When health care providers think of viruses, it's rarely in a digital context. That doesn't make computer viruses any less harmful, however, particularly given the rise of cyber-attacks on health care systems. And unfortunately, it's no longer "if" your system will suffer attack, but "when."
Some 94 percent of medical institutions said their organizations had been victims of a cyber-attack, according to the Ponemon Institute, and nearly half have experienced multiple attacks.
A 2015 report by TrapX, a cyber security firm, revealed three instances where hospital equipment -- a blood gas analyzer, picture archive and communications system, and an X-ray system -- was the conduit through which hackers infected hospital networks with malware. (So much for the Internet of Things!)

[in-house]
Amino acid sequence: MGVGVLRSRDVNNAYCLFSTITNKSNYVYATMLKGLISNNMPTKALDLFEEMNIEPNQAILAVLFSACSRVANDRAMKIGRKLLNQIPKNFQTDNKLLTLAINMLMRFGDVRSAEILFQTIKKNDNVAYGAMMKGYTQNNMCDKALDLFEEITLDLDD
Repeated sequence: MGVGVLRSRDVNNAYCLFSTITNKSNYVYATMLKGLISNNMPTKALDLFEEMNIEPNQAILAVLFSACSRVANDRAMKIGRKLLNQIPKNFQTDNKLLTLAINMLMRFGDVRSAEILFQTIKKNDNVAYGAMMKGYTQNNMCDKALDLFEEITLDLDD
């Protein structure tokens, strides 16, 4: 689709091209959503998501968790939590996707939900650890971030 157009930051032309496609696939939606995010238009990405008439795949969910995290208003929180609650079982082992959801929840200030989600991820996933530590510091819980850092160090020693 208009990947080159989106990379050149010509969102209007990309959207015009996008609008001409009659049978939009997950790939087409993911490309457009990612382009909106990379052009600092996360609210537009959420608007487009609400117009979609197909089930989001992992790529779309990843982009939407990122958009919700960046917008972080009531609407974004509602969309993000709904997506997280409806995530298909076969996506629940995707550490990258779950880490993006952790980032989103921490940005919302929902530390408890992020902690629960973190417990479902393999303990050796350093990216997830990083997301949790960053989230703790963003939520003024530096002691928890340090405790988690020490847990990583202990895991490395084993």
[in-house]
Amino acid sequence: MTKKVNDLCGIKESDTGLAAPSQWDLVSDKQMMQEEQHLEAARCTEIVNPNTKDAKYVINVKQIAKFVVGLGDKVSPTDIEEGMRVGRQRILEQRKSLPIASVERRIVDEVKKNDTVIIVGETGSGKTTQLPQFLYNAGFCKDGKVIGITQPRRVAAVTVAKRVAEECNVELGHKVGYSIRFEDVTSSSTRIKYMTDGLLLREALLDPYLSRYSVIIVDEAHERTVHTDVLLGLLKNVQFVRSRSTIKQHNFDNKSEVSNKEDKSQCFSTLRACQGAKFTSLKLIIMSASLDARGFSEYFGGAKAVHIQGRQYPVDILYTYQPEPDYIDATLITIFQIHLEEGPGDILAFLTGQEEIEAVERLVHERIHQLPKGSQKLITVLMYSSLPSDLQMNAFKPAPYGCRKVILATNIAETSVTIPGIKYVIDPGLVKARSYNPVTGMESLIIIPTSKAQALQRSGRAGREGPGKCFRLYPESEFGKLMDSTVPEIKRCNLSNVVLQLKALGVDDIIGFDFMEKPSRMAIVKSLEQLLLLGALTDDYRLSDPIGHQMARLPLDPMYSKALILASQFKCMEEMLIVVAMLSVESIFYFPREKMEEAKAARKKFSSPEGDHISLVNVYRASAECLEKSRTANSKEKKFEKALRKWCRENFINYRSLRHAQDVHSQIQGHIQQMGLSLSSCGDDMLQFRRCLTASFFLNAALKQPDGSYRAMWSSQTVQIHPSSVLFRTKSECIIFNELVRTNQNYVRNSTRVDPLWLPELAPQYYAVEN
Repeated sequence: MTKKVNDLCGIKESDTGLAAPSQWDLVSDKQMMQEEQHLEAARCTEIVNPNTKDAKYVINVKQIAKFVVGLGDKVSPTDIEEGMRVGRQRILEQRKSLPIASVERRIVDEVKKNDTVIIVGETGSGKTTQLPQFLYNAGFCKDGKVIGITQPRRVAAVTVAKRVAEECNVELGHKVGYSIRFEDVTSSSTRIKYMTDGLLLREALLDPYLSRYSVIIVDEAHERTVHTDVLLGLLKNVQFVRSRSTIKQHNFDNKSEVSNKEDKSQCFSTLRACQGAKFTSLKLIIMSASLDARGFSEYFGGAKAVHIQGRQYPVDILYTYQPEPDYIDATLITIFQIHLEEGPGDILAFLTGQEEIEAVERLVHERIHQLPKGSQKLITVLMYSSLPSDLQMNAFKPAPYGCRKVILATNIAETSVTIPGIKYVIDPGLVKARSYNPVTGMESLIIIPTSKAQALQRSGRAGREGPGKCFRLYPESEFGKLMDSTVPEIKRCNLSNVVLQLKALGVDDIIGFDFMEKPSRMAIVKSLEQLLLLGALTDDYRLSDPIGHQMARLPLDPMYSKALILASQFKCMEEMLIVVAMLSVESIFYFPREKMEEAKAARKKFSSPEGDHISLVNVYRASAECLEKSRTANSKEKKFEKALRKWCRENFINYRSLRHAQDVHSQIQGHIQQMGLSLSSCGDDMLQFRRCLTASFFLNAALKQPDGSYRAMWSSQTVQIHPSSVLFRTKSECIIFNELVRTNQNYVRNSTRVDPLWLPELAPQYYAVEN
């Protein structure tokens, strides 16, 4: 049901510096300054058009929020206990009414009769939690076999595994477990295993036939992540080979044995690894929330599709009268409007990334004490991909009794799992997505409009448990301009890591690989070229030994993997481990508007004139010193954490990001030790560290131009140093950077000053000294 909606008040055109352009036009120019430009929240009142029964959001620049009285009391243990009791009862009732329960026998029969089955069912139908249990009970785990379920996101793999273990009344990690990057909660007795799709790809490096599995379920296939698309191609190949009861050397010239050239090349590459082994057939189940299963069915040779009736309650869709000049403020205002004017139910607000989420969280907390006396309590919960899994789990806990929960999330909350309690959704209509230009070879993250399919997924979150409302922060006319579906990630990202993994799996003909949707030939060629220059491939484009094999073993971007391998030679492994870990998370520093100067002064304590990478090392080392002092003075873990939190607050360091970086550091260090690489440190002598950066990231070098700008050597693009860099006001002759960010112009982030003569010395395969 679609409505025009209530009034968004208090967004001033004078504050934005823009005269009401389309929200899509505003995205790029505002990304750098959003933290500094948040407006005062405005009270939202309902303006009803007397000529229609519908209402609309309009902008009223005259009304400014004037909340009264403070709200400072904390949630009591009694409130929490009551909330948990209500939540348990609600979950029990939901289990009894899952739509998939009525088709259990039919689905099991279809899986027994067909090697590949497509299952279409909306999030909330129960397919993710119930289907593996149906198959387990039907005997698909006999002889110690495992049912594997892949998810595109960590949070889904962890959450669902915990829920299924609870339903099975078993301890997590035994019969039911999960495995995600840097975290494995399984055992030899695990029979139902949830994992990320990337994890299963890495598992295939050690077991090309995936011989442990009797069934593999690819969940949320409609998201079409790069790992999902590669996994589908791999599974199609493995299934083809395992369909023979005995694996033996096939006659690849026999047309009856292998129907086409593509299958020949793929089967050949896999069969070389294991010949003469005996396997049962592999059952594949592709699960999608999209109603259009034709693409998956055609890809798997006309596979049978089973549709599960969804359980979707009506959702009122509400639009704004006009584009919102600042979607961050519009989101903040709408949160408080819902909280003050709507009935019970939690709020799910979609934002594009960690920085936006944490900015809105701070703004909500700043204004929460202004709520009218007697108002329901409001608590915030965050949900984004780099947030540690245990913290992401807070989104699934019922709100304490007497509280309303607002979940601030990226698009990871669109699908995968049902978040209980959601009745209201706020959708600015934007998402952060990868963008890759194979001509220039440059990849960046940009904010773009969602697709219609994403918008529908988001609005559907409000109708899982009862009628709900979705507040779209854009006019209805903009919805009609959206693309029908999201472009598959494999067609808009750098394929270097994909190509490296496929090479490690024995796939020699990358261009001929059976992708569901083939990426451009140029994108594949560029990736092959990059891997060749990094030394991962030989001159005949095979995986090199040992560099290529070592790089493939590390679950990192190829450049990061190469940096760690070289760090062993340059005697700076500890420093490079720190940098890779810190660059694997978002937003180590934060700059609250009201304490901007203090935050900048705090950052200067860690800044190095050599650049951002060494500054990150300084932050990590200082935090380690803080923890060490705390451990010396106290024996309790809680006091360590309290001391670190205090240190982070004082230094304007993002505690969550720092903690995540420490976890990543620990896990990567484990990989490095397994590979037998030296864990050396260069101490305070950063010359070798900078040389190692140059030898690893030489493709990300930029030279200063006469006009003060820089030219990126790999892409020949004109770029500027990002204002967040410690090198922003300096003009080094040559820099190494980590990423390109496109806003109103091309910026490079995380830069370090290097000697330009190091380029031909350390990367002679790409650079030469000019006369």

One particularly damaging strain of malware, ransomware, lets hackers gain access to data, encrypt it, and then...